PFB - Opinion: Cowgirls are Well-Equipped to Handle Imminent ‘Rat Poison’

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OP News

Feb 17, 2018
We heard about it during the football season, so it might be time to start talking about the “Rat Poison” effect for OSU softball.

Basically, rat poison is a term used for positive outside noise, whether it be from fans or the media (Thanks, Nick Saban).

Praise and uplifting comments can sometimes bloat a team’s or an individual’s ego, making them complacent and leading to a loss in desire or hunger.

It happens to people in all aspects of life. An individual is hungry for success, grinds until they see significant growth, and after that growth, they take a step back and say, “Hey, I’m finally here.” This causes them to slow down their grind, only to soon find others catching up and, sometimes, surpassing them.

I’m not saying this is happening with OSU softball. I’m saying the more they succeed, the more praise and attention they’ll get. As stated above, praise and attention oftentimes leads to complacency. However, all great athletes know there’s not a particular moment or milestone that warrants slowing down. The best know they have to strive for constant improvement; just as they reach their limit, a new boundary or goal is discovered for them to pursue.

Senior Vanessa Shippy has pushed those limits this season. She was recently named the Big 12 Player of the Week for the second time after a ridiculous weekend in Oklahoma City. As of Monday, she led the country in batting average, runs, on-base percentage and walks.

“I’ve been competitive my whole life, whether it’s softball, school, ping pong, literally whatever,” Shippy said. “That’s just kinda ingrained in me. I wanna always do better and set my sights as high as I can.”

The Cowgirls are winners of 11 in a row. They find themselves among the nation’s elite in many categories. They haven’t needed to reach into their bullpen much because they have a trio of excellent starting pitchers who have hit their stride recently. They have a National Player of the Year candidate in Shippy, who was the focus of an ESPN article Tuesday. Five players in OSU’s starting lineup are hitting at least .350.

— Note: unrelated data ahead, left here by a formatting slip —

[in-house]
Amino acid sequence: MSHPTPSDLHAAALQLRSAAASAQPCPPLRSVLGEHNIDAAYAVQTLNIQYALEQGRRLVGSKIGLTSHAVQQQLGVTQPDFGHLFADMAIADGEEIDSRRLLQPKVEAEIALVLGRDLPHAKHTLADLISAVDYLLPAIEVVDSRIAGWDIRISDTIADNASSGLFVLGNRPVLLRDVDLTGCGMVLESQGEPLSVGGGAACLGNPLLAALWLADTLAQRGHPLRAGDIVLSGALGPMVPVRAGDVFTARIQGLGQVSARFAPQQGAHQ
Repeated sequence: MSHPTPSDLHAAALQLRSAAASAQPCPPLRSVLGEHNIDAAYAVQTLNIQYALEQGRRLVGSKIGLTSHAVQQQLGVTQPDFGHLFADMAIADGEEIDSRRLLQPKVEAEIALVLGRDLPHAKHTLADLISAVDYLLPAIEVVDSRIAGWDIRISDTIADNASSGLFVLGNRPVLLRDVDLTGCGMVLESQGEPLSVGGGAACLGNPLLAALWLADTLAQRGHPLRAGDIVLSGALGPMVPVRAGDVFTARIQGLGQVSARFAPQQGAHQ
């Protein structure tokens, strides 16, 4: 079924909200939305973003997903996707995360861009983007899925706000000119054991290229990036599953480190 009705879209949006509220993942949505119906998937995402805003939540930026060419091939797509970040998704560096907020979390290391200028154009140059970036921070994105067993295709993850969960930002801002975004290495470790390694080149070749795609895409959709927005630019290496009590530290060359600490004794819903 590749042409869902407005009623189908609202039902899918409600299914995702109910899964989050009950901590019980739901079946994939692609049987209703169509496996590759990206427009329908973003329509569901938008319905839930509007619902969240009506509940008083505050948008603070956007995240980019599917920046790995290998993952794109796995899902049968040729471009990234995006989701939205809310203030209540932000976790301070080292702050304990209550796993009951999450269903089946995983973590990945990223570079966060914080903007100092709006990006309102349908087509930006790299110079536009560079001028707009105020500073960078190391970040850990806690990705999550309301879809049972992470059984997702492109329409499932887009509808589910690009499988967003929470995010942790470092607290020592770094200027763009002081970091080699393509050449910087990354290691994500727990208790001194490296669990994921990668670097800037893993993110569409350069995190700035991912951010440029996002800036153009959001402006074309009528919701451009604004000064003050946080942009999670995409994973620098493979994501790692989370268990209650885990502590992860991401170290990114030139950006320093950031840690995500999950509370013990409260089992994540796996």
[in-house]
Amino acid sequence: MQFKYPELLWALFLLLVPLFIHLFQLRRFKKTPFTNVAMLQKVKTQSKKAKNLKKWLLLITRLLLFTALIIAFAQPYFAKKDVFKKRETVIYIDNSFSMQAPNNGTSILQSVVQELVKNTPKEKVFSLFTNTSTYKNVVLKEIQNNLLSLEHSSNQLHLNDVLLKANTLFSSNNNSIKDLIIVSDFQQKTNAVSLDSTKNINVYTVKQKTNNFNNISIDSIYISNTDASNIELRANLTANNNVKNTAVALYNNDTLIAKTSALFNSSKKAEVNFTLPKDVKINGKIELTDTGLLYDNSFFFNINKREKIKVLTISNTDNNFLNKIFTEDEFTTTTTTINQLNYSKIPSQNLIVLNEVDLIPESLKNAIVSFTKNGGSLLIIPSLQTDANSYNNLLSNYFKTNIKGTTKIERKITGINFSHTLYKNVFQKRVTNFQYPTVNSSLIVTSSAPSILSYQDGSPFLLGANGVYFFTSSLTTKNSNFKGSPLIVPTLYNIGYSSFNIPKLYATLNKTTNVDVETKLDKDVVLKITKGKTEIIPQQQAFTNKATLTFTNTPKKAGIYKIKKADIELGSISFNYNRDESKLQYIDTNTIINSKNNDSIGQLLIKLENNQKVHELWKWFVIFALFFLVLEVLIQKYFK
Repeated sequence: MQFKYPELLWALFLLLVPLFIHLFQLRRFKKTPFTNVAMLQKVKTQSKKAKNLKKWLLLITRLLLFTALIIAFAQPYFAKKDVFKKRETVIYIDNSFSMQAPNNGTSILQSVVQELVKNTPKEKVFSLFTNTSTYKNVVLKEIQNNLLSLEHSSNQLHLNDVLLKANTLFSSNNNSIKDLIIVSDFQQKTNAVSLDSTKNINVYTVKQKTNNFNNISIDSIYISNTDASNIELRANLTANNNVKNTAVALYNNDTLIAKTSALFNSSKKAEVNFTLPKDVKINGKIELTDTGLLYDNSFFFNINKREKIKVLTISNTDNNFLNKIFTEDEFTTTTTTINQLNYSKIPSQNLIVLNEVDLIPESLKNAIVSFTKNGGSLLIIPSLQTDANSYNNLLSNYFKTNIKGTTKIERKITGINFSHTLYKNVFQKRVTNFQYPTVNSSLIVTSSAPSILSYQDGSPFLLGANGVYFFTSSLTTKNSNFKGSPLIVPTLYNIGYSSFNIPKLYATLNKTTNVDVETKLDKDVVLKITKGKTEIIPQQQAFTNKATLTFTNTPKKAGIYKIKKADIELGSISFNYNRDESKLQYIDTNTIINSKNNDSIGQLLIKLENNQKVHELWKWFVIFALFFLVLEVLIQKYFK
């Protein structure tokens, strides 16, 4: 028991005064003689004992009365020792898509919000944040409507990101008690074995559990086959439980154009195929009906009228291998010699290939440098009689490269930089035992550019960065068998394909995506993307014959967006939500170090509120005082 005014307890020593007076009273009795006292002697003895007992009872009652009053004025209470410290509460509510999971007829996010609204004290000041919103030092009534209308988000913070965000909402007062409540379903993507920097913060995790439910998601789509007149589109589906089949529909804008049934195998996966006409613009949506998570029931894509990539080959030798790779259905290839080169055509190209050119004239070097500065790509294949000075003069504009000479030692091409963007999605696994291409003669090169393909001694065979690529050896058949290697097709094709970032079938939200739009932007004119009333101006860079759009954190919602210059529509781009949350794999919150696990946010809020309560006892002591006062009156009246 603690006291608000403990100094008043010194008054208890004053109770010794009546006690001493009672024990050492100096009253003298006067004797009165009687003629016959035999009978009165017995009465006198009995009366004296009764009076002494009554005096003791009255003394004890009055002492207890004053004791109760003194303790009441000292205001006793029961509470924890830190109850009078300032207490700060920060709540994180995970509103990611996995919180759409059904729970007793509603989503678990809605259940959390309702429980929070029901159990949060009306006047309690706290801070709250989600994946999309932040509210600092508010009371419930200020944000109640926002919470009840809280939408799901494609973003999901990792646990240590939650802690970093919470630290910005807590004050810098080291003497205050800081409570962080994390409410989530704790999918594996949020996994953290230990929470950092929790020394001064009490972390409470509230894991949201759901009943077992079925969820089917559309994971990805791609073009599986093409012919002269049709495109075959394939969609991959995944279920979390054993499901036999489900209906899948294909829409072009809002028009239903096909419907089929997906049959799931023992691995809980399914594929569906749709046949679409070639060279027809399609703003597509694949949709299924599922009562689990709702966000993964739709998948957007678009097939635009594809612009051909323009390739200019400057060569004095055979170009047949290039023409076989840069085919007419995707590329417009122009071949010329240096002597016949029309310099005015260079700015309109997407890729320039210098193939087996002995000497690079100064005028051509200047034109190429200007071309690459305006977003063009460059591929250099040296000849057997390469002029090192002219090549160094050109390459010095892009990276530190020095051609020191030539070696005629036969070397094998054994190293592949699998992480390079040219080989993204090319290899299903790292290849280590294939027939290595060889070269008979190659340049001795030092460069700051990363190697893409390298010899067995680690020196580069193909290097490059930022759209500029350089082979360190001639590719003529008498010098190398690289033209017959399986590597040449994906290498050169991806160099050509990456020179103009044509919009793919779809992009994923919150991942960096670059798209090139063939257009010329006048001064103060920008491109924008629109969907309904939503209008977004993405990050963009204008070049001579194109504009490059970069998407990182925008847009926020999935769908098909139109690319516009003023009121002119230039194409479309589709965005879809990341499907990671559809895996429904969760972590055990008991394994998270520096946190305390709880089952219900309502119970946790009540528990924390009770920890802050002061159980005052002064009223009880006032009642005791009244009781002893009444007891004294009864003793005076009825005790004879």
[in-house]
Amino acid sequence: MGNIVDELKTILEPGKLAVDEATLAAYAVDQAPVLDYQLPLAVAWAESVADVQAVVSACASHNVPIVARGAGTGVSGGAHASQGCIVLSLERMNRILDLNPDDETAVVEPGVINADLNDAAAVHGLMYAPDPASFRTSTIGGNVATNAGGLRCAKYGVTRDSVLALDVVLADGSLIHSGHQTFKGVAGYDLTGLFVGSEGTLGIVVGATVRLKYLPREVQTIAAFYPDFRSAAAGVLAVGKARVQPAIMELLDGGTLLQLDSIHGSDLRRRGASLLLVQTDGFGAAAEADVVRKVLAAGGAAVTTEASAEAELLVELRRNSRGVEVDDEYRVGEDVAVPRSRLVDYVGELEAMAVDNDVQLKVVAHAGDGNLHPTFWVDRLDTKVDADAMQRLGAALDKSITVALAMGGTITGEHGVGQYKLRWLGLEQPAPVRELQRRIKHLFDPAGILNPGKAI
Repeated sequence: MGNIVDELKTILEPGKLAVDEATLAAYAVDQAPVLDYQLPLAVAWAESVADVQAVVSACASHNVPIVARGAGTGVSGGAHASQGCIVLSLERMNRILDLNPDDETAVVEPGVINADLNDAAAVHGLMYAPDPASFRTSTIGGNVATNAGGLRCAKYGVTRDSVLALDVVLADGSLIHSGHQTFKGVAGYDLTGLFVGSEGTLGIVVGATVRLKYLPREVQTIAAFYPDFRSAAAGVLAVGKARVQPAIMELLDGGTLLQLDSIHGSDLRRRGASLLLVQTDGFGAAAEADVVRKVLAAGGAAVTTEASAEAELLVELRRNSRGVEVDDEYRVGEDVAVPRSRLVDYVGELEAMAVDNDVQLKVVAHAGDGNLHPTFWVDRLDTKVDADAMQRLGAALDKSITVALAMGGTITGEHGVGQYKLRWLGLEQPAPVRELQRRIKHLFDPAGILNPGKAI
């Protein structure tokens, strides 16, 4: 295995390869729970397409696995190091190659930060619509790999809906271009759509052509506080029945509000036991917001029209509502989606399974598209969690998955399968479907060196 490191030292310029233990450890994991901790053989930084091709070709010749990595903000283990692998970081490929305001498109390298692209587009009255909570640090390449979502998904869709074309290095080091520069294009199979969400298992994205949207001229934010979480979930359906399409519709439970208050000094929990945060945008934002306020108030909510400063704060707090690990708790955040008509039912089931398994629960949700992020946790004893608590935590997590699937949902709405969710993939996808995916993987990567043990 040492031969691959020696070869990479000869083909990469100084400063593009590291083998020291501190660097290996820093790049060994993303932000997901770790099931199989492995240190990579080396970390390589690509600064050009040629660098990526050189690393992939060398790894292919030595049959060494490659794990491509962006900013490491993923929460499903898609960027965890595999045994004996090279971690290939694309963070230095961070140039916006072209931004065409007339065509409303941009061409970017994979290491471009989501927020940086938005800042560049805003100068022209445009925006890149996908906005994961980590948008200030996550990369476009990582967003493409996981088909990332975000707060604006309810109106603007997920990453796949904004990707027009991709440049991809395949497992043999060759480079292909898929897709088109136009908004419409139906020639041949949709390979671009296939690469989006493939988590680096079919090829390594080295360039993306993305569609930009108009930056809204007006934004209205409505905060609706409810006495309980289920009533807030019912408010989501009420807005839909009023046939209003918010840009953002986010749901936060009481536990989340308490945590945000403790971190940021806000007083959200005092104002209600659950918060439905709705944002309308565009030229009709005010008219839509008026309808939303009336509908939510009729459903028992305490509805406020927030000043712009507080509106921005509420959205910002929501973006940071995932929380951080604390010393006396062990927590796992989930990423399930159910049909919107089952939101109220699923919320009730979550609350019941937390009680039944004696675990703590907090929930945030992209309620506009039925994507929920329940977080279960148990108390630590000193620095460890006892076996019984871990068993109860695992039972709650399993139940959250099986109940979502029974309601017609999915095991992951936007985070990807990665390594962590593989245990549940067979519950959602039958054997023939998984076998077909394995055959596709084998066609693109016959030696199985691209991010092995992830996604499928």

Coach Kenny Gajewski acknowledged the imminent attitude that could surround OSU in the future but added he doesn’t pay too much attention to the outside noise.

“They’re learning how to handle that, and they’re learning how to have a little bit of a bulls-eye on our back,” Gajewski said. “I don’t think we have the big one like Florida or Oklahoma has at this point. We don’t have that, but it’s what we want. It’s what we’re trying for … (Opponents) walk in here now with the thought that, ‘Hey, we got a chance to knock off a top-25 team.’ It hasn’t been here like that for a while … this is what I expected when I got here. It’s what we thought we could do and that’s why we came here.”

The Cowgirls have surely heard the murmurs during this streak, and the chatter will only get louder as the program grows. And although it might seem as if the Cowgirls have finally made it, hunger is what got them to this point, and hunger is what’ll continue to propel them up the rankings.

As Saban said: “All that stuff you write about how good we are, and all that stuff on ESPN? It’s like poison.”

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